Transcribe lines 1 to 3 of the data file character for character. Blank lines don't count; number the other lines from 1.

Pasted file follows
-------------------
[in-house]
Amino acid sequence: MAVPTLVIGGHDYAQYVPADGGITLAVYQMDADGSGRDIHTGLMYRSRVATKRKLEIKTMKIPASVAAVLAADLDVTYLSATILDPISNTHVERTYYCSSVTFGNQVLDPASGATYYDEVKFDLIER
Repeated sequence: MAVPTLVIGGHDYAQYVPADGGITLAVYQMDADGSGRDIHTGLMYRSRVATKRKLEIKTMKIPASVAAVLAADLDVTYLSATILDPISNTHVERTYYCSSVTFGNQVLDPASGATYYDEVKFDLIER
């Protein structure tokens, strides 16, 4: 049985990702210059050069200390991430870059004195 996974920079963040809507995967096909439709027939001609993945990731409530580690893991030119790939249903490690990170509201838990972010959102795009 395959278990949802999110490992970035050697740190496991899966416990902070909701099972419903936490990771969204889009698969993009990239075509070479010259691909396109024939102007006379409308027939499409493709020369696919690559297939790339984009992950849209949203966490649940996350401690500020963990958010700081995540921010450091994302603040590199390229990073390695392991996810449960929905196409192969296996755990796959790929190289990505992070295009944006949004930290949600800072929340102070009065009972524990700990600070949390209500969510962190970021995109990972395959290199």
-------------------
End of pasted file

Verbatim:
[in-house]
Amino acid sequence: MAVPTLVIGGHDYAQYVPADGGITLAVYQMDADGSGRDIHTGLMYRSRVATKRKLEIKTMKIPASVAAVLAADLDVTYLSATILDPISNTHVERTYYCSSVTFGNQVLDPASGATYYDEVKFDLIER
Repeated sequence: MAVPTLVIGGHDYAQYVPADGGITLAVYQMDADGSGRDIHTGLMYRSRVATKRKLEIKTMKIPASVAAVLAADLDVTYLSATILDPISNTHVERTYYCSSVTFGNQVLDPASGATYYDEVKFDLIER